It was the cusp of June. The air dry and cloggingly hot. Kiki, a short little black dog with one white toe on her front right paw and a splash of grey around her chest, darted in and out of the dusty green bushes that dotted along the old logging road. She was just a mutt that I rescued, who in favor rescued me. More than once, but I will never admit that to my family.
I walked calm and slow behind Kiki, a latch hook rifle hanging readily at my shoulder, barefoot and just two miles from where our family set up the weekly campsite. I was used to walking alone, and with no shoes. With just the sound of Kiki's scrambling after skimpy looking squirrels, the whimsical song of summer robins, and the sound of my feet carefully stepping over rocks, there was the wonderful sound of sweet peace. If I concentrate, I can hear the silky whispers of the nearby river, with water fresher and sweeter than anything I can find in a bottle or through a tap. There was the scent of a Montana summer in the air; a mixture of dried mud, pine sap, and wild cicely. My nose is a bit keener than other people, so I can even smell the sweet smell of pine wood burning in a carefully tended campfire.
But...I could smell something else: the oddly sweet and sticky scent of rotting meat. Kiki, a normally aloof and boneheaded dog, dashed to stand in front of me, her short black hairs hackled and raised as she snarled. She never snarled. She yipped, barked, and howled, but never made such a challenging sound. I took heed of her stance, and readied my rifle, keeping the muzzle pointed to the right and down, in case the thing she was snarling at was non-threatening.
The bushes and long grass of the woods popped and swished tauntingly as something just a bit bigger than my dog approached the road. I relaxed. If the thing setting off Kiki was no bigger than her, I don't need my rifle.
I was wrong.
Tumbling out of the grass, almost just as aloof as Kiki, was a small bear cub. It was small, sure, probably no older than three months. The cub stopped and stared at us. With how young it looked, it must have never seen a human or a dog before. But I readied my rifle again. If here's the cub...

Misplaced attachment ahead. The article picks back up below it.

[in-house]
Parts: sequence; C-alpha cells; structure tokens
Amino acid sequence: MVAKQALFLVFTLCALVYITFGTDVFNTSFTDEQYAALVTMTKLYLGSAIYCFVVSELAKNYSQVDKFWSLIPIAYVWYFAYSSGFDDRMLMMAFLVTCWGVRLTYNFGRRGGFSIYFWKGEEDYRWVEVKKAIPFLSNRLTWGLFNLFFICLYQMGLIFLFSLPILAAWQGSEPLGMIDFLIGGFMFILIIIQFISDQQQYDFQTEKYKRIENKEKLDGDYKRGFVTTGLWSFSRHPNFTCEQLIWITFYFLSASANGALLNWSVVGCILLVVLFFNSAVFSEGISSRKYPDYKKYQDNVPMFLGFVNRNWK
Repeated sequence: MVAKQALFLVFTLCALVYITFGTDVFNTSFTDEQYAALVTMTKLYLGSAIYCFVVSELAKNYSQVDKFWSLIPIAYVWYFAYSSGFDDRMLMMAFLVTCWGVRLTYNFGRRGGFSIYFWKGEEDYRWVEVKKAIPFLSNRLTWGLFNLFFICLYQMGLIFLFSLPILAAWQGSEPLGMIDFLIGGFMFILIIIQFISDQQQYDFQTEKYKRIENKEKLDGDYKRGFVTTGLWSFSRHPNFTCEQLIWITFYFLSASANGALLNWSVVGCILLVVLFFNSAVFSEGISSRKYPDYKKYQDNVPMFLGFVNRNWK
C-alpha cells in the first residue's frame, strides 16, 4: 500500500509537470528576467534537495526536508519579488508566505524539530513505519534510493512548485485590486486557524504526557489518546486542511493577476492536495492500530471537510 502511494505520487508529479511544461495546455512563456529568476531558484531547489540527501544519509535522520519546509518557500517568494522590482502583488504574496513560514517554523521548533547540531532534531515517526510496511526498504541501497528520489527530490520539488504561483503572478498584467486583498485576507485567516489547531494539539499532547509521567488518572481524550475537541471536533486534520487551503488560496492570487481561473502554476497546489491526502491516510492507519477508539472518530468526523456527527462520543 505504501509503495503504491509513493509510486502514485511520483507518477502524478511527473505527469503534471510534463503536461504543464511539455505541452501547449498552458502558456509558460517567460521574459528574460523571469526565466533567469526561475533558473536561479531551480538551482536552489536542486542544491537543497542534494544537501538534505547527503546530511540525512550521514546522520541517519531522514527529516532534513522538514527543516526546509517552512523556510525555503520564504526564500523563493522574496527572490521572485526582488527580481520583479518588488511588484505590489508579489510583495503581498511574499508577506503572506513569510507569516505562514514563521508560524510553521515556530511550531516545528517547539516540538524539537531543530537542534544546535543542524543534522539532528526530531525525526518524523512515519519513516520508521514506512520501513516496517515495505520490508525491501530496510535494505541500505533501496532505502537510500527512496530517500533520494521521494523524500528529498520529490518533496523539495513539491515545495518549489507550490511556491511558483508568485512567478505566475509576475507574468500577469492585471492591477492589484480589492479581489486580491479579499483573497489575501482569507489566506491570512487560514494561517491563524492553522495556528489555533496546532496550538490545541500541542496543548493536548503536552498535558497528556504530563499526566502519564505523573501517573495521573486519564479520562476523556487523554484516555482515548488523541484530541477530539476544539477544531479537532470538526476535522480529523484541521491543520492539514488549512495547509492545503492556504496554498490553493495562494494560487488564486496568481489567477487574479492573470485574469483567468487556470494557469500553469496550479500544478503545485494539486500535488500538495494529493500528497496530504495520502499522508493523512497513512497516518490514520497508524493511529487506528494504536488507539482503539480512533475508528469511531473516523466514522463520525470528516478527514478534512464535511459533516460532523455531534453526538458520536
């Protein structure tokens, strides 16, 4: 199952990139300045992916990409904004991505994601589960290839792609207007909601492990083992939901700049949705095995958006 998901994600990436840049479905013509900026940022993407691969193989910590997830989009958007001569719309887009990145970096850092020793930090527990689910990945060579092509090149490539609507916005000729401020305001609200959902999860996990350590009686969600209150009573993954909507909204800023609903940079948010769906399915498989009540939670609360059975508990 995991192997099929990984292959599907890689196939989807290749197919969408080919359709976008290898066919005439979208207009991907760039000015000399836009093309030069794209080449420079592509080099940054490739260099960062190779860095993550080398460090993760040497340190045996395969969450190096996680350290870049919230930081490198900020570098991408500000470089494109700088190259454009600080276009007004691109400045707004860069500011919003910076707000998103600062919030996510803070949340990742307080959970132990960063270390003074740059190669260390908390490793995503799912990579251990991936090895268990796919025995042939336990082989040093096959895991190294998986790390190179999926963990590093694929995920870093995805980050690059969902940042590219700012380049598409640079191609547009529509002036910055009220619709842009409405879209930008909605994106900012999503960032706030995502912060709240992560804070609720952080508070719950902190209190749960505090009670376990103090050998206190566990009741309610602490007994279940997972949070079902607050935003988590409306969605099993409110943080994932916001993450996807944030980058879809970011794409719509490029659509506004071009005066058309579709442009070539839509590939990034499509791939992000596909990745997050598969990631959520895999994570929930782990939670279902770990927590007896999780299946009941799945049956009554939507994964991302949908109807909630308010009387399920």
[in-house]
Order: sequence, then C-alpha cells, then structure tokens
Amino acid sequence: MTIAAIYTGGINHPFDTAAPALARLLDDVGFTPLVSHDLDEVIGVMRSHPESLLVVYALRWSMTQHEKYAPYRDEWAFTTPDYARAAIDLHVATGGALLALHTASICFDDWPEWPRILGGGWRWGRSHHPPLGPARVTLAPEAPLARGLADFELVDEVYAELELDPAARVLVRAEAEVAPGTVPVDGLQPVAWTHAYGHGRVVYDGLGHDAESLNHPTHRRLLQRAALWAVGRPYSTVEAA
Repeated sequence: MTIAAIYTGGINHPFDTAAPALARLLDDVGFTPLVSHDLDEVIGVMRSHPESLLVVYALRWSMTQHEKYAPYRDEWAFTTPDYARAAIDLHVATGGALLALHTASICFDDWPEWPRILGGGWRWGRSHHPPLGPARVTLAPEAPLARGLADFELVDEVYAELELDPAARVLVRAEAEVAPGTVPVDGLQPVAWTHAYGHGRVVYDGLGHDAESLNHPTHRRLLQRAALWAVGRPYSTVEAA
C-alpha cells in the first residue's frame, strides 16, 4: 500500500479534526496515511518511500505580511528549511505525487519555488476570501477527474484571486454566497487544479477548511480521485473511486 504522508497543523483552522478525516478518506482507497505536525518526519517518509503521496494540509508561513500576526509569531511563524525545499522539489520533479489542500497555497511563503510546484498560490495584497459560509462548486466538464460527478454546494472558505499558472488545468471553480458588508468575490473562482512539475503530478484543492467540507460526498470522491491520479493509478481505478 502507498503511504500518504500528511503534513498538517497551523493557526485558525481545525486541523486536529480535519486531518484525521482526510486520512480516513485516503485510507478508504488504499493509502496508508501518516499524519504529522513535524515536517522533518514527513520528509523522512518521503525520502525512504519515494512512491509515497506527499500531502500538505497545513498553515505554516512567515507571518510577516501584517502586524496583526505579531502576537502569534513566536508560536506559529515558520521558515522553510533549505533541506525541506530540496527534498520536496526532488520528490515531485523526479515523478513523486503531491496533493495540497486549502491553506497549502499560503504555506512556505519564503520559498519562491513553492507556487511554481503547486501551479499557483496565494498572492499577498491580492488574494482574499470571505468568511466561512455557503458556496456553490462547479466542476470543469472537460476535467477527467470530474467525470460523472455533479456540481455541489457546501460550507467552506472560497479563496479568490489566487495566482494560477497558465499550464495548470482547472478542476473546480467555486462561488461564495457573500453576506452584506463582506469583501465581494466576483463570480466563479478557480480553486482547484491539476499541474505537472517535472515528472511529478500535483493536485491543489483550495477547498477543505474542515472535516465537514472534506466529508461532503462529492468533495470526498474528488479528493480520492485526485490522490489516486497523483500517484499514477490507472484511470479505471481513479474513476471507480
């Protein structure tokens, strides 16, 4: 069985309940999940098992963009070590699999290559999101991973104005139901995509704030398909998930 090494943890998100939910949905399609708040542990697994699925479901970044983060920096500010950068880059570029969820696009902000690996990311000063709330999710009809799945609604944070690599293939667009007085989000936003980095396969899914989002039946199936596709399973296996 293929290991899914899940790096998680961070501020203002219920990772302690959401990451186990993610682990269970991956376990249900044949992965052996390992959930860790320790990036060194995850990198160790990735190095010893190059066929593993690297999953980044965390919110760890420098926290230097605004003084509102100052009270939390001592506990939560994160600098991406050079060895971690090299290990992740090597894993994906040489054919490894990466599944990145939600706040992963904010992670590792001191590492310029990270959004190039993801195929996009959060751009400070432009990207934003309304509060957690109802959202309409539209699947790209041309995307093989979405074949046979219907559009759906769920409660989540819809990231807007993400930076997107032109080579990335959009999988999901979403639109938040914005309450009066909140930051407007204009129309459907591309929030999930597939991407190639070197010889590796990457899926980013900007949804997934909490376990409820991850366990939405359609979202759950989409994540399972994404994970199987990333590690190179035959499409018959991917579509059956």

Where the hell was its mother?
I didn't need to wait long.
The bushes and grass snapped and popped and parted like a small bulldozer was running at us. Kiki was snarling even louder, trying to look more threatening than her whopping eight pounds perceived her. I began to slowly walk backward, keeping my gun and my line on sight on the not-so-hidden shape of the mother. She had no hump and lacked a scoop to her face, identifying her as a common Black bear. That didn't make her any less formidable.
"Kiki! Home." I ordered, keeping my voice calm and firm, but not loud. Kiki was still snarling, not moving an inch.
"Kiki! Home, now!" the damn dog, who I was mentally considering cooking for dinner later, still refused to move. I raised my rifle and pointed at the thick tree trunk only fifty feet away from us. I let off one round. The sonic crack was nothing like thunder, or like the exaggerated sounds from movies, but it was loud and noticeable, like a firecracker thrown into a late-night campfire. But the noise did what I wanted.
Kiki let out a yelp and began running back towards our camp, leaving with...the damn bear. Said bear was now on her hind legs, towering over me. I lowered my gun and still walked backwards, keeping my eyes on the sow and her cub. I kept walking backwards until I could no longer see her. Once out of view, I turned around and continued a steady, yet quicker pace, back towards my family.
Halfway down the mountain, I saw three of my brothers running up with guns as well...and Kiki. I let out a soft huff of a laugh as the damn dog bolted past my brothers and towards me.
Now was the hard part: explaining why I shot the damn gun.
I wasn't allowed to walk alone after that.